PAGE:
5. What’s the one paper, project, or unit that I should really expect my student to come home excited about? Again, as students choose all the content in this course, I can’t predict. We’ll know at the end of the year and, hopefully, it will be more than one!
  6. In the typical month, how many hours will be devoted to tests and test preparation? None. As an independent school, we are fortunate not to have to worry about mandated standardized tests, something I wish for all public schools as well. And in my class, students are assessed, through self-reflection and through feedback from me, through unit work (including class discussions and activities as well as individual Focus Question work) and independent writing.
  7. What was the most serious disciplinary issue at school last year, and how was it addressed? I’d be uncomfortable discussing a specific case for a variety of reasons including privacy for the child, but I’d be happy to talk through the approaches we typically take or, if you want, to respond to a hypothetical situation. In general, we recognize kids will make mistakes, some obviously much more serious than others, and depending on their seriousness, we might process them with the kids (and/or other affected kids), write up a sign a contract (which would involve seeking parental input), or take other actions as appropriate. Except perhaps for minor incidents, parents are always kept in the loop. Advisors too.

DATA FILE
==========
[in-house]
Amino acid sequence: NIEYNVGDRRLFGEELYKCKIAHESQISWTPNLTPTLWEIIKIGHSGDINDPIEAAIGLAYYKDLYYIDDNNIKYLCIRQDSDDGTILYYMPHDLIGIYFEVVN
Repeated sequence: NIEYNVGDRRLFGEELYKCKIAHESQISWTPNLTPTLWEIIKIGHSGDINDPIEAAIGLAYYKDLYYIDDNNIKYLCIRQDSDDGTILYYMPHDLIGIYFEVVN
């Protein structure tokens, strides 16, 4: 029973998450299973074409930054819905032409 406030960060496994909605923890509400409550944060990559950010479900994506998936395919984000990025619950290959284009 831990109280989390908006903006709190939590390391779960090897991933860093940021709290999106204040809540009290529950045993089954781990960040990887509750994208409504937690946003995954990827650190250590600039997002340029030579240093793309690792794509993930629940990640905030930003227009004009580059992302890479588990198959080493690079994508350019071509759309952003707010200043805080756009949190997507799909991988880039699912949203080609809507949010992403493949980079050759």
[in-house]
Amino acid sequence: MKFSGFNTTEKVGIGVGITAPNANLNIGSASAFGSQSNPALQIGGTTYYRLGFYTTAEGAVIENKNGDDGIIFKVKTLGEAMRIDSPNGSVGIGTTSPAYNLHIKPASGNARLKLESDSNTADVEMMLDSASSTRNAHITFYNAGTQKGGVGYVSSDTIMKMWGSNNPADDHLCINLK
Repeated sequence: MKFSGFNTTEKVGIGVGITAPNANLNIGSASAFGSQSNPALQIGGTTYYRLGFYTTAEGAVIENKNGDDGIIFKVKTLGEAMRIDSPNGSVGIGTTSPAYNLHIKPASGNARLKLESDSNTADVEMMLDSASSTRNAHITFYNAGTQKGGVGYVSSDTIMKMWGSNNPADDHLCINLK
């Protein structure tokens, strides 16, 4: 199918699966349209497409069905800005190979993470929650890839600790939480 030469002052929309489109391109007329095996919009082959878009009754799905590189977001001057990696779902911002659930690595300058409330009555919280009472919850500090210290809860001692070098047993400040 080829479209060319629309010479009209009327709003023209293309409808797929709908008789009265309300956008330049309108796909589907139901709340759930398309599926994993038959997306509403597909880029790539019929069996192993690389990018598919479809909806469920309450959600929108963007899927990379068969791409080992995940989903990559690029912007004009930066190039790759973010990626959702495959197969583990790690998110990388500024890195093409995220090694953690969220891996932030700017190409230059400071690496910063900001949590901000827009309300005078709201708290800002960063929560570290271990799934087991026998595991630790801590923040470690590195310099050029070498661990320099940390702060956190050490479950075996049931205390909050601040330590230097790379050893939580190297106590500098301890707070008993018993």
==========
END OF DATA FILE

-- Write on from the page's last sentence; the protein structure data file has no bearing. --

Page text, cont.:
8. How frequently should I expect to hear updates about how my child is doing? Formally, we have progress reports six times a year and advisor letters three times a year. Informally, advisors will touch base regularly, teachers may reach out if something especially cool happened or if there’s a concern, and of course you should never hesitate just to say, “Hey, I think everything’s going fine, but I just want to touch base and be sure.”
  9. If I email with a question or concern, how quickly should I expect to hear back? I check my email multiple times a day, and try to respond as soon as I read it unless it involves me talking to other people to gather information.
  10. What’s the most important thing I can do to help my child be academically successful this year? Stay in touch with her advisor, her teachers, and me. Obviously, that will happen should there be a question or concern, but we also love to hear when something especially positive is happening. And listen to her, just as we do.

Written by Bill Ivey

A dedicated member of the faculty, Bill Ivey is the Middle School Dean at Stoneleigh-Burnham School. He teaches Humanities 7 and the Middle and Upper School Rock Bands. Bill is the advisor for MOCA, the middle school student government, and he coordinates and participates in the middle school service program. Among his many hats, Bill also coordinates social media for Stoneleigh-Burnham School.

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Filed Under: Intersections, Parenting, Education, Middle Level Education, Communication